So what are the known knowns? The attainment gap for ethnic minority students is only partly explained by differences in entry qualifications; it is greater at post-1992 universities than at Russell Group universities and is greater in part-time students than in full-time students. The gap also varies from one institution to another and from one subject area to another. The gap is narrower for those studying SET subjects. This suggests that gaps may result in part from teaching and assessment practices in different institutions and subjects.

Demographic and course-related variables (especially entry qualifications) explain around half of the attainment gap in ethnic minority students. If we assume entry qualifications are a proxy for academic ability, then about half of the attainment gap is attributable to differences in academic ability. The other half of the gap is not attributable to differences in academic ability. This suggests that ethnic minority students are being awarded poorer degrees for reasons that have nothing to do with their academic ability.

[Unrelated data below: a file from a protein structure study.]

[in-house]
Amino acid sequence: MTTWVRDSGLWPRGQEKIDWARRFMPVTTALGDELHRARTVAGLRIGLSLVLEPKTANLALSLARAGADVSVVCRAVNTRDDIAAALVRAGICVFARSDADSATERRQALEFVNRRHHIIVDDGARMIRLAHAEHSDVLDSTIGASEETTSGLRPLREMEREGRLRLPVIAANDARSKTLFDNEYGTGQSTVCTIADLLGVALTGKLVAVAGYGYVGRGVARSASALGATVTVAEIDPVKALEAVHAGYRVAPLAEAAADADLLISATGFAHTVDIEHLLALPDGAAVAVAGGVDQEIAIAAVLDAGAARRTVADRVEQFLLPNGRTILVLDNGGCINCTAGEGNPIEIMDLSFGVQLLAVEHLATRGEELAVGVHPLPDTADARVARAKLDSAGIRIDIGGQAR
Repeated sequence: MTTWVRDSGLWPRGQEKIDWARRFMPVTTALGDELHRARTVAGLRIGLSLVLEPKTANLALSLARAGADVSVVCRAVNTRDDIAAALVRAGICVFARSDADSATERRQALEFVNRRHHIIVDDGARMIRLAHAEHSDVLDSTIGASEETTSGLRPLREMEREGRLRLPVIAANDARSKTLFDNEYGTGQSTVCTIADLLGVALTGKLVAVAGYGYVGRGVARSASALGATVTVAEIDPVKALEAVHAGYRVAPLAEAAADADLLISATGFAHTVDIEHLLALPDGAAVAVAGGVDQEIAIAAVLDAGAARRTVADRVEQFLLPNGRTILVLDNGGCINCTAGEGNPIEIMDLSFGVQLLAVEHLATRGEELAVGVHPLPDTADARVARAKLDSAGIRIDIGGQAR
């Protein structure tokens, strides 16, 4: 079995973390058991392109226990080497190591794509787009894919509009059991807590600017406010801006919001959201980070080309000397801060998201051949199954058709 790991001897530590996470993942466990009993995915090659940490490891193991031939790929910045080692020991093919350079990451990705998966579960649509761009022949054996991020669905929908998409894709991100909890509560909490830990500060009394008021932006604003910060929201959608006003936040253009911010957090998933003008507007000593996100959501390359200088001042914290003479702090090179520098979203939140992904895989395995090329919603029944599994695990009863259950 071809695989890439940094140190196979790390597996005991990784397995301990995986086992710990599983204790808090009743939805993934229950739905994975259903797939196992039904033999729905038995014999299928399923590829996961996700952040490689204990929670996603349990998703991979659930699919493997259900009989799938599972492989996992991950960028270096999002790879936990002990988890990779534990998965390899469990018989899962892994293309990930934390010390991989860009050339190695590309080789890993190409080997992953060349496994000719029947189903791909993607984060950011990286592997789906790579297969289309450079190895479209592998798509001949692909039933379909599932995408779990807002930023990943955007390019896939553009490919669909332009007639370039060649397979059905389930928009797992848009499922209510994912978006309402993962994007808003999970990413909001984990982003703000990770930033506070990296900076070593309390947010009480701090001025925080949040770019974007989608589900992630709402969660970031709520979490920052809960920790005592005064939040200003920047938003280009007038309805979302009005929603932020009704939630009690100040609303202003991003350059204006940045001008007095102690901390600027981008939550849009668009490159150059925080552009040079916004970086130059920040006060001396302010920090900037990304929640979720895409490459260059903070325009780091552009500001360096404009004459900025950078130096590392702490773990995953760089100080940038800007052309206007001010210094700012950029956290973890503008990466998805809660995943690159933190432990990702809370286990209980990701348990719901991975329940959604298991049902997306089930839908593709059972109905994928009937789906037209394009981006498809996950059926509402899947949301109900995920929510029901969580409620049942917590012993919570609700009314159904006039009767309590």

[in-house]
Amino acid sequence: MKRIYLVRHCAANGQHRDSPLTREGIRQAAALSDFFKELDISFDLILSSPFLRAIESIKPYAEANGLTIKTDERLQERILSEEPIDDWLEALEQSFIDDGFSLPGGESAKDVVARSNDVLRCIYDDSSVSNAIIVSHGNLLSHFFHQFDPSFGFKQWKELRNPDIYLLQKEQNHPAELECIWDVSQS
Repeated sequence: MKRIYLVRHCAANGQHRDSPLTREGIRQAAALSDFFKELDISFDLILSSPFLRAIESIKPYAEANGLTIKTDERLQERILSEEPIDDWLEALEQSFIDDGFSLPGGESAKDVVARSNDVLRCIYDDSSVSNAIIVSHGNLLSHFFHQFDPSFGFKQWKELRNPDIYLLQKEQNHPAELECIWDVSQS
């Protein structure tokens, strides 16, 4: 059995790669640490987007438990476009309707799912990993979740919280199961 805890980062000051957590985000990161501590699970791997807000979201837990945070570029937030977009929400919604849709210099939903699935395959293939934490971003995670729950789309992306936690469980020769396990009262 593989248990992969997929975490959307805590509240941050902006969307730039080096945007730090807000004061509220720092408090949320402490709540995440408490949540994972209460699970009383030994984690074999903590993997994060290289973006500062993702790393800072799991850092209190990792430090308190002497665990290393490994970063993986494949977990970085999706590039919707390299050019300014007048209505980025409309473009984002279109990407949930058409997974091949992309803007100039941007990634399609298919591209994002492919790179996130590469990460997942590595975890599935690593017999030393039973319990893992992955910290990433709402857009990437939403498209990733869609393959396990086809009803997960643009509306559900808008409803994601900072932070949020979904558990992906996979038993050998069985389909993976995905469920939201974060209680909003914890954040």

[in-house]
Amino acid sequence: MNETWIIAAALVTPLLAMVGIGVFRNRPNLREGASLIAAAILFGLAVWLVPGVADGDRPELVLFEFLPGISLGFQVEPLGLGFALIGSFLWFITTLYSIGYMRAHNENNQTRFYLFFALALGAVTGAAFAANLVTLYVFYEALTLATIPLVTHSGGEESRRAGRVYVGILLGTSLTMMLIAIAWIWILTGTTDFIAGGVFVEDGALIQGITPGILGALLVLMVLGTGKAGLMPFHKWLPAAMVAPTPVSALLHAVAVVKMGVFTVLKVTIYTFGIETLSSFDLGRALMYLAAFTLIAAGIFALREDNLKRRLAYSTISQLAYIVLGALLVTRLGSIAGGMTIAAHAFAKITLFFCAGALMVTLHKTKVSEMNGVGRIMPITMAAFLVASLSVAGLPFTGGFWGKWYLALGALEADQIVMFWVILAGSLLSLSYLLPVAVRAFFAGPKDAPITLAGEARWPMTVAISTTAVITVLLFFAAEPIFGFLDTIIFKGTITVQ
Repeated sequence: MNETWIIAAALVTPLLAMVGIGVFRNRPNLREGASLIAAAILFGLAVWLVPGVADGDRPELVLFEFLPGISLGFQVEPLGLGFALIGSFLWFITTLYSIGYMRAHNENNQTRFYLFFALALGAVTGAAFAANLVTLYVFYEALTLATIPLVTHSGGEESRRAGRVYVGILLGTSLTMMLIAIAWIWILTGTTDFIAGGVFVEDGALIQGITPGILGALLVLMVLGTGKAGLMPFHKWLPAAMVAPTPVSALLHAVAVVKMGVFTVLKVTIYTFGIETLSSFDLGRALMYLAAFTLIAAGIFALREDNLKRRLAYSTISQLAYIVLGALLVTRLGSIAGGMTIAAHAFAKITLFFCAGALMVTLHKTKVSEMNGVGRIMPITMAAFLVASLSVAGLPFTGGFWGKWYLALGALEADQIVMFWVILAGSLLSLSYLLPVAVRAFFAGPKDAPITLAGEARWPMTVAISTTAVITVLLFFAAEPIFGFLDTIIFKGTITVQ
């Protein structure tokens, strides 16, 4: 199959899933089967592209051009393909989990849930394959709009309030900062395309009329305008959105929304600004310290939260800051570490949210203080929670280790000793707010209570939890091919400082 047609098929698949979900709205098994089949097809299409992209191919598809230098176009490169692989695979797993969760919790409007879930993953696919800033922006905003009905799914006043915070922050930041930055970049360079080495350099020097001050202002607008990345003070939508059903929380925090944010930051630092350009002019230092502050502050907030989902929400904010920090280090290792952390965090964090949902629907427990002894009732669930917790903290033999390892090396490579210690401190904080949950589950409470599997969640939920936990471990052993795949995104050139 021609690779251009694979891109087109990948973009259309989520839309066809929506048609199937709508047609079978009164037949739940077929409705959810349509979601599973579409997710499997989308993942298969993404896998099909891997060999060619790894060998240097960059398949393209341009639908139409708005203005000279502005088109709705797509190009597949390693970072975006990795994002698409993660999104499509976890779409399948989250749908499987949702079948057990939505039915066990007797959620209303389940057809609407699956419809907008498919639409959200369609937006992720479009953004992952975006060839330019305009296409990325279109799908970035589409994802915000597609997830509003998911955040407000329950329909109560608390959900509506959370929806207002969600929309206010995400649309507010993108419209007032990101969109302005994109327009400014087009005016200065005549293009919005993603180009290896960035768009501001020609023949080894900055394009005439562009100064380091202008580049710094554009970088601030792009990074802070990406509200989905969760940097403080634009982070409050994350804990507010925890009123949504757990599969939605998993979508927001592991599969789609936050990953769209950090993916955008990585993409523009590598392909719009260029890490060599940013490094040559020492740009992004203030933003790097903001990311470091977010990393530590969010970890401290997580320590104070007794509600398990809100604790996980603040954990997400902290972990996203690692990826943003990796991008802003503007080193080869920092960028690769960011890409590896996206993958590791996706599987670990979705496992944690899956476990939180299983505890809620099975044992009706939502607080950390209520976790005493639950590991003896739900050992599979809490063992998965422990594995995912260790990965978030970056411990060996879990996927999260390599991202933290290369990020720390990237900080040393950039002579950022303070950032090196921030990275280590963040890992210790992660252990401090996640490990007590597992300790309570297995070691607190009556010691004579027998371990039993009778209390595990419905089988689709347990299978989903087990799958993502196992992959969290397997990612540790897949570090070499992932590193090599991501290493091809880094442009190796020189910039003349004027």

The attainment gap is a finding that is correlational in nature. Ethnicity per se is almost certainly not the effective variable influencing students’ academic attainment. Rather, it is a proxy for other factors that have yet to be identified. Gaps exist not only for BAME students but also for students with disabilities and LGBT+ students.

Across the sector, we recognise that these gaps need to close and be eventually eradicated. The recent challenge to universities is a welcome signal that inequality has prevailed for too long. The University of Derby is working on a number of projects to support success for all our students, but most importantly, we are trying to change practice and embed inclusive pedagogy across all areas to offer the best chances to everyone.

The first step in this is understanding the data and ensuring that it is robust and accessible for all staff. The Teaching Excellence and Student Outcomes Framework has drawn attention to differential outcomes and has raised awareness of the challenges that we must seek to address.

Embedding the framework

In November, the University of Derby signed a memorandum of understanding with Advance HE, making it the first HE institution in the country to commit to embedding the agency’s best practice student success framework into all its programmes. By adopting the framework, we will create a more consistent and integrated approach to curriculum design, as well as enhancing our digital offer.